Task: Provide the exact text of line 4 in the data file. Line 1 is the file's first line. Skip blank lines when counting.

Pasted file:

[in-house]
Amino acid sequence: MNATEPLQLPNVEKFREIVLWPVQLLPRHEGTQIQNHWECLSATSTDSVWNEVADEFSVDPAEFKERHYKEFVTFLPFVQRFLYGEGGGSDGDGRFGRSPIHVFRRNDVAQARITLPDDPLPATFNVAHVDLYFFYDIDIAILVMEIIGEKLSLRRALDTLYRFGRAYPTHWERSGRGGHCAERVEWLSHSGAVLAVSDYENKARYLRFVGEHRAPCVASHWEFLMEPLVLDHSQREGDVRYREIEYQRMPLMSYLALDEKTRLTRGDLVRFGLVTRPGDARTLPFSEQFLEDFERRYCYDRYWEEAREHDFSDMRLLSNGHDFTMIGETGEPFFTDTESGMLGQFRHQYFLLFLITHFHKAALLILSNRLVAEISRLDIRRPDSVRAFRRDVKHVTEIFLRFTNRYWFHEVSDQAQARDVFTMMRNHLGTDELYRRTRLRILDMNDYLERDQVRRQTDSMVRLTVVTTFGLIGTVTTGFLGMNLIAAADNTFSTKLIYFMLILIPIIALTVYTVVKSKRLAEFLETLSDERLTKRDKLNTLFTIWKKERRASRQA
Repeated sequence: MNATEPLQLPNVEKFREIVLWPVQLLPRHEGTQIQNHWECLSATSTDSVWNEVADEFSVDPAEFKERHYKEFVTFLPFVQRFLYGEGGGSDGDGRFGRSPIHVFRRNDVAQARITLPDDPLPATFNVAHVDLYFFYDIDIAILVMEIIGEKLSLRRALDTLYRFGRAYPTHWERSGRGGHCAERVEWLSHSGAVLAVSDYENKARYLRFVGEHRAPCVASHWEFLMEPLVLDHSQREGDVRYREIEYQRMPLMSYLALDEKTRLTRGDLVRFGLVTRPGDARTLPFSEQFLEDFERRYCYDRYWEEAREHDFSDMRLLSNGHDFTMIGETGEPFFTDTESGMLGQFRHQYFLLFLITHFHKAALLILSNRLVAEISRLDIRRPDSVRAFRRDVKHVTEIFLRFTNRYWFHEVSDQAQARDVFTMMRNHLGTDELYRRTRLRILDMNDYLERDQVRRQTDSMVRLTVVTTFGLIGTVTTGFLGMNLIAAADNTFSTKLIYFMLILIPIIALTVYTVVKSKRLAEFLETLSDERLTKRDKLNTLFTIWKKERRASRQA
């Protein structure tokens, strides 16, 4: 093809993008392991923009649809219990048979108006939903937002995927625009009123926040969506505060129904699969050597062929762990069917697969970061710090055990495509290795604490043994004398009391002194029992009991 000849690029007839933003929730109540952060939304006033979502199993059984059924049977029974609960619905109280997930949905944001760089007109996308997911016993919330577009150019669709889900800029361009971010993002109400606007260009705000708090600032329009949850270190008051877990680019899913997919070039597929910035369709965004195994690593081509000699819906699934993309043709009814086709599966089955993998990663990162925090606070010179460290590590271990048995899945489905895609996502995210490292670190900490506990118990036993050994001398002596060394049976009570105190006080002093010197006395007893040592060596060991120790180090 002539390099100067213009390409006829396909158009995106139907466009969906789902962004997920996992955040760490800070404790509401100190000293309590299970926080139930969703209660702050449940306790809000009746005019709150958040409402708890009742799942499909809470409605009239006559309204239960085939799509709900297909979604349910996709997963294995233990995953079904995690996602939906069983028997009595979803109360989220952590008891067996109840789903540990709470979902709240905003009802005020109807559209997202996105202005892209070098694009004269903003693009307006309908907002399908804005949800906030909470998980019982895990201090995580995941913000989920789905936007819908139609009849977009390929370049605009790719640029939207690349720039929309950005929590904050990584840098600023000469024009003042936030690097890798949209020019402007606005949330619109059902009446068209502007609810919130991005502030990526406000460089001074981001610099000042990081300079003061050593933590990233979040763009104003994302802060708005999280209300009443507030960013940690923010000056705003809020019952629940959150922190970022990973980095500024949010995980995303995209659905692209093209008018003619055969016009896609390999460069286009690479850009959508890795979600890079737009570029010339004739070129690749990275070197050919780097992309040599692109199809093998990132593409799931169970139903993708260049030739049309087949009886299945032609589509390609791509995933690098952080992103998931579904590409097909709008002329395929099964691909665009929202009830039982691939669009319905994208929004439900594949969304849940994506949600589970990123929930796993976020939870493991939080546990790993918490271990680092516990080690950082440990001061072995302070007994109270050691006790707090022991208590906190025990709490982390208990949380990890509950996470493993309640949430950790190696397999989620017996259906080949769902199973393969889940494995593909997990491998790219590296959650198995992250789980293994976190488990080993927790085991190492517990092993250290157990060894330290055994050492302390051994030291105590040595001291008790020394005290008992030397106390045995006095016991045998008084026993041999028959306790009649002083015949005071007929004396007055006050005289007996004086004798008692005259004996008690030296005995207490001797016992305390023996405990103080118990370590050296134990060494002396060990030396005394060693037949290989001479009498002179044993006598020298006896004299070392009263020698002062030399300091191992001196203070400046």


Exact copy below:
């Protein structure tokens, strides 16, 4: 093809993008392991923009649809219990048979108006939903937002995927625009009123926040969506505060129904699969050597062929762990069917697969970061710090055990495509290795604490043994004398009391002194029992009991 000849690029007839933003929730109540952060939304006033979502199993059984059924049977029974609960619905109280997930949905944001760089007109996308997911016993919330577009150019669709889900800029361009971010993002109400606007260009705000708090600032329009949850270190008051877990680019899913997919070039597929910035369709965004195994690593081509000699819906699934993309043709009814086709599966089955993998990663990162925090606070010179460290590590271990048995899945489905895609996502995210490292670190900490506990118990036993050994001398002596060394049976009570105190006080002093010197006395007893040592060596060991120790180090 002539390099100067213009390409006829396909158009995106139907466009969906789902962004997920996992955040760490800070404790509401100190000293309590299970926080139930969703209660702050449940306790809000009746005019709150958040409402708890009742799942499909809470409605009239006559309204239960085939799509709900297909979604349910996709997963294995233990995953079904995690996602939906069983028997009595979803109360989220952590008891067996109840789903540990709470979902709240905003009802005020109807559209997202996105202005892209070098694009004269903003693009307006309908907002399908804005949800906030909470998980019982895990201090995580995941913000989920789905936007819908139609009849977009390929370049605009790719640029939207690349720039929309950005929590904050990584840098600023000469024009003042936030690097890798949209020019402007606005949330619109059902009446068209502007609810919130991005502030990526406000460089001074981001610099000042990081300079003061050593933590990233979040763009104003994302802060708005999280209300009443507030960013940690923010000056705003809020019952629940959150922190970022990973980095500024949010995980995303995209659905692209093209008018003619055969016009896609390999460069286009690479850009959508890795979600890079737009570029010339004739070129690749990275070197050919780097992309040599692109199809093998990132593409799931169970139903993708260049030739049309087949009886299945032609589509390609791509995933690098952080992103998931579904590409097909709008002329395929099964691909665009929202009830039982691939669009319905994208929004439900594949969304849940994506949600589970990123929930796993976020939870493991939080546990790993918490271990680092516990080690950082440990001061072995302070007994109270050691006790707090022991208590906190025990709490982390208990949380990890509950996470493993309640949430950790190696397999989620017996259906080949769902199973393969889940494995593909997990491998790219590296959650198995992250789980293994976190488990080993927790085991190492517990092993250290157990060894330290055994050492302390051994030291105590040595001291008790020394005290008992030397106390045995006095016991045998008084026993041999028959306790009649002083015949005071007929004396007055006050005289007996004086004798008692005259004996008690030296005995207490001797016992305390023996405990103080118990370590050296134990060494002396060990030396005394060693037949290989001479009498002179044993006598020298006896004299070392009263020698002062030399300091191992001196203070400046």